Jury deliberations began on Friday in the Excelsior Hog Farm Animal Rights trial

Abbotsford, British Columbia, Canada – UPDATE: The jury returned its verdict on Saturday afternoon, finding Amy Soranno and Nick Schafer guilty of two counts each and acquitting Roy Sasano.

On her instagramSoranno spoke to her followers about how she felt after hearing the news: “The legal repercussions for us, whatever they might be, even if it’s the maximum penalty, it would pale in comparison to what farm animals go through and what the pigs inside of Excelsior Hog Farm endure.”

She also reiterated demands that she and other BC animal rights activists make: “We are calling on the BC Ministry of Agriculture to implement mandatory CCTV cameras on all farms and slaughterhouses, and to pass enforcement of the BCSPCA Animal Act, which is a private charity, to a more accountable and transparent government agency.”


In the past two weeks, three animal rights activists – Amy Soranno, Roy Sasano and Nick Schafer – have stood trial for an April 2019 non-violent direct action intended to shed light on the treatment of pigs and piglets in inside the Excelsior Hog Farm. Both the Crown and the defense ended their arguments on Wednesday and closing arguments were presented on Thursday.

Also on Wednesday, British Columbia Supreme Court Justice Frits Verhoeven acquitted the activists of all but five charges, so they still face a total of five felony acts of breaking and entering and of criminal mischief.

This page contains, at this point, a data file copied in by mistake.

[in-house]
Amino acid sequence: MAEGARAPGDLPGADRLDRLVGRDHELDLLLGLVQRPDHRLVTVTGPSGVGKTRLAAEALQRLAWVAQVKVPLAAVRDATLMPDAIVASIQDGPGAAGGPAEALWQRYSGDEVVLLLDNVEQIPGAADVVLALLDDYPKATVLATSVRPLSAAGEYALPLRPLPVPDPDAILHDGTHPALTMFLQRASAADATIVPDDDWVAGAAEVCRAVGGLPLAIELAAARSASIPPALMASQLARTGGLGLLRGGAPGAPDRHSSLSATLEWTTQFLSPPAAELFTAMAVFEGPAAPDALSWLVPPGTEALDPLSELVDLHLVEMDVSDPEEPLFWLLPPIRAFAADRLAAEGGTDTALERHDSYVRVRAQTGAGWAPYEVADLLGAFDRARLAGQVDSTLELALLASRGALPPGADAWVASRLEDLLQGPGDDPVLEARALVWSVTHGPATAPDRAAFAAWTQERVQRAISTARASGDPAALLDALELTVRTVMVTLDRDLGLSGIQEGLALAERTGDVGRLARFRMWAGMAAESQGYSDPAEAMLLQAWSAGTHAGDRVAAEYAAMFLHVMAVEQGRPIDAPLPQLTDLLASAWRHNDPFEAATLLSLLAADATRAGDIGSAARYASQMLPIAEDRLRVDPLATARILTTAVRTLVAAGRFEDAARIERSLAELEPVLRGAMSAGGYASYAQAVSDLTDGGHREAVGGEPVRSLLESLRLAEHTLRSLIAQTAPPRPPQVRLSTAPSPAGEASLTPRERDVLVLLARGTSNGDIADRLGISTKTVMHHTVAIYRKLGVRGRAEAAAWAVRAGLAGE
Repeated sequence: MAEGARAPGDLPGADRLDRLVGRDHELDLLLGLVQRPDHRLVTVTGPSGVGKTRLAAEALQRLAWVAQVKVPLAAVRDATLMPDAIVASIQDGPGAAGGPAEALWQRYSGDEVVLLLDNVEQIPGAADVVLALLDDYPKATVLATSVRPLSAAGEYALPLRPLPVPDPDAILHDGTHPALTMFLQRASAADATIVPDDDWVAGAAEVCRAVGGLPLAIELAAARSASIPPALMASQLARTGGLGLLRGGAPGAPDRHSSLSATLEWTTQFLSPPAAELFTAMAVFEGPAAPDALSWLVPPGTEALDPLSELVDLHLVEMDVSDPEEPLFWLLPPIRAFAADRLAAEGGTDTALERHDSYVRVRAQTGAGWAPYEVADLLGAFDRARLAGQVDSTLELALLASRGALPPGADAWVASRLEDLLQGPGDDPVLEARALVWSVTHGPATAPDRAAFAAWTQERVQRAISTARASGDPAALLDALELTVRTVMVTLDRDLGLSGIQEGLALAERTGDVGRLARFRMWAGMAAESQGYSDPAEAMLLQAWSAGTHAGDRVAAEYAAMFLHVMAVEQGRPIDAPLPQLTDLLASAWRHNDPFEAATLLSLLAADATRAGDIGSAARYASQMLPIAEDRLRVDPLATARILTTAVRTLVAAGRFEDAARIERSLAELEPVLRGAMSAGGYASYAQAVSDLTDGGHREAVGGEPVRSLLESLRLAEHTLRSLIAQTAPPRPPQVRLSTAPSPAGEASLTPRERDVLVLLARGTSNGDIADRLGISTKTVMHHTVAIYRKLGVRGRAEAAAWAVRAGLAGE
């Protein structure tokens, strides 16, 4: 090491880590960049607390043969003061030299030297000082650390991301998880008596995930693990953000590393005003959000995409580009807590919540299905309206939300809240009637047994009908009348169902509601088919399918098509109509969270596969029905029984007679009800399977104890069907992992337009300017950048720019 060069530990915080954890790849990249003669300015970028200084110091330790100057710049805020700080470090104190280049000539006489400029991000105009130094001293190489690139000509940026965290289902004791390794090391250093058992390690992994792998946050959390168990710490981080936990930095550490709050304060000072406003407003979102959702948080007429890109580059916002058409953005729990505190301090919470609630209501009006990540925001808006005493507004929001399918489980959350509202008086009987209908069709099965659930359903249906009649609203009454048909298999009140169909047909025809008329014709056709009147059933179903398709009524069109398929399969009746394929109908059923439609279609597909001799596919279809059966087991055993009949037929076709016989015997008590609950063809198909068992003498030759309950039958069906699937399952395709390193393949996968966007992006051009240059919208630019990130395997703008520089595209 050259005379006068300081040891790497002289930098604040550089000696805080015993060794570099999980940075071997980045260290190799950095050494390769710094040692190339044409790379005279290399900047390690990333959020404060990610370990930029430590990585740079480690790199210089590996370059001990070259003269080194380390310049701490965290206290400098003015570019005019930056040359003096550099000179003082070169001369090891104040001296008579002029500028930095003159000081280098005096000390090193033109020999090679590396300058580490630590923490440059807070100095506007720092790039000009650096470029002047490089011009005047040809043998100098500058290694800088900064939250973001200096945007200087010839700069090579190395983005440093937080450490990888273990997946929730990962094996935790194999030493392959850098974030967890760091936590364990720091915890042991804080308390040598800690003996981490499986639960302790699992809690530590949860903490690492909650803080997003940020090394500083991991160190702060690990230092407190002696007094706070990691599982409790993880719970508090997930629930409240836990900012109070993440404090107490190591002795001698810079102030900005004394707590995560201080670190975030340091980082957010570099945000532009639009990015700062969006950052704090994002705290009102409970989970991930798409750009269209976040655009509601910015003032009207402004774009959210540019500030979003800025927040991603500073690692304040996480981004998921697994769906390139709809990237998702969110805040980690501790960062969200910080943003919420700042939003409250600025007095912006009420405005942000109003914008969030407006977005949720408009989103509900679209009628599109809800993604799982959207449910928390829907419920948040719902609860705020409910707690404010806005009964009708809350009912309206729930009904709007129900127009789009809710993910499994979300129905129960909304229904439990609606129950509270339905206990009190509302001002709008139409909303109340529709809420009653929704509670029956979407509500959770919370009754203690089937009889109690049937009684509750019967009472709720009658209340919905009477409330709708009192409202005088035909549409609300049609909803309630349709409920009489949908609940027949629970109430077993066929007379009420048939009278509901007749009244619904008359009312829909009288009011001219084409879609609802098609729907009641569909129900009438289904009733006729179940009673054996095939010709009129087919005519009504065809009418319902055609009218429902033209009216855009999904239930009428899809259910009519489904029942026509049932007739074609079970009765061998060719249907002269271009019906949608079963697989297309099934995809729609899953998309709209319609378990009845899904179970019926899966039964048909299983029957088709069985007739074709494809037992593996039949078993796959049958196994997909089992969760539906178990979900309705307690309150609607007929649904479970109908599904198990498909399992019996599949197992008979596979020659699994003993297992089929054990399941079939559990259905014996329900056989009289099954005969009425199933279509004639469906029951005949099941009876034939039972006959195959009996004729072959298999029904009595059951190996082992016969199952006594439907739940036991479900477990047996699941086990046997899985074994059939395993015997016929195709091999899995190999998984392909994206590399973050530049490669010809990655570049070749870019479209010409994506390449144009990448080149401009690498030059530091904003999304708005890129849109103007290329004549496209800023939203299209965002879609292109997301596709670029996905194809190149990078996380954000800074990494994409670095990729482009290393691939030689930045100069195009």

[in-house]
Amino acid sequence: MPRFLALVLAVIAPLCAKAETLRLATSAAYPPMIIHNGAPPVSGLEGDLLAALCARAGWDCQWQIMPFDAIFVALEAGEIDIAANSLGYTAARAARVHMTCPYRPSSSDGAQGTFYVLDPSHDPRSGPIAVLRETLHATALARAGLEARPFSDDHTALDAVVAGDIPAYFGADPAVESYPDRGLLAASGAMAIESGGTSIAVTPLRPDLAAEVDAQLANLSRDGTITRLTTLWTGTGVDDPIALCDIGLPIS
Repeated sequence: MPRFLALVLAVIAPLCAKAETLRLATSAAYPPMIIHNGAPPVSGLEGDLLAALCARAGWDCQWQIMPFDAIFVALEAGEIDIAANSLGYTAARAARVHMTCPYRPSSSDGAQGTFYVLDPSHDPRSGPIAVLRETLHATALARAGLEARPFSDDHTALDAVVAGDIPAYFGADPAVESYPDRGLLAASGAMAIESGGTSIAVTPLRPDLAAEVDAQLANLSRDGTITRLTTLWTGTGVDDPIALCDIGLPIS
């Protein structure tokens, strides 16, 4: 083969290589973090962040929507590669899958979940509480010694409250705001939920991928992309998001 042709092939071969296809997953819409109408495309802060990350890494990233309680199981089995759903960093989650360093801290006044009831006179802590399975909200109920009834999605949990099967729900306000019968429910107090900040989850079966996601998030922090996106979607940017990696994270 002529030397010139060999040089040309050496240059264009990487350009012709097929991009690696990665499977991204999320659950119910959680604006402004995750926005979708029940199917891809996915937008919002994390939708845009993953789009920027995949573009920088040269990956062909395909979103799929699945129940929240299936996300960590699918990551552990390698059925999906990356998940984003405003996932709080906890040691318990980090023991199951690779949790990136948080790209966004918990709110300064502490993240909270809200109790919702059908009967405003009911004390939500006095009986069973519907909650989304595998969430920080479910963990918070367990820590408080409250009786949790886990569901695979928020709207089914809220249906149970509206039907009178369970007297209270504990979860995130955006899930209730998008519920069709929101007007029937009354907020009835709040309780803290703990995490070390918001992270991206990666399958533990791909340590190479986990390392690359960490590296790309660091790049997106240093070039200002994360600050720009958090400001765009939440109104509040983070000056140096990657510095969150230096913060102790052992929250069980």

During the farm action, about 50 activists out of the gathering of 200 people entered a farm building where they witnessed dead pigs in a dumpster, pigs lying on the ground unable to get up due to injuries, and “Row after row of pregnant pigs crammed into metal crates the size of their own bodies, unable even to roll over or move for months.”

The seven-hour occupation ended with an agreement that activists would leave if some of their demands were met – with mainstream media getting permission to enter the farm and take pictures and vets checking the animal welfare.

During the first week of the trial, on June 29, Judge Verhoeven ruled that the defense was barred from arguing that Excelsior had engaged in unlawful animal abuse. Judge Verhoeven also barred them from showing the jury any video footage of animal cruelty at Excelsior.

Amy Soranno’s attorney, Leo Salloum, argued against the decision: “Not having the ability to play this video cuts the legs under many of the defenses we planned to raise.”

The following day, defense attorneys discovered that the Crown had failed in its duty to disclose large volumes of additional evidence, some of which appeared to benefit the defense case. Given that preparation for the trial took almost three years, the defense should have had years to review this evidence, but Judge Verhoeven gave them the weekend.

While Crown prosecutors argued that the owners of the Excelsior hog farm, the Binnendyk family, were the victims, in cross-examination, farm co-owner Calvin Binnendyk said he was unaware of the laws relating to the treatment of livestock. Binnendyk was unable to say for sure whether or not he abused animals in his care, as he had never read or heard of the Prevention of Cruelty to Animals Act (ACAP).

“The fact that we are still facing prison terms while Excelsior Hog Farm is free to continue its abusive practices is a travesty of justice. This case further illustrates the obvious bias against animals and activists in the animal agriculture industry, the BCSPCA and the police. “

Amy Soranno

The jury began its deliberations on Friday morning, and will remain sequestered until it renders its verdict.


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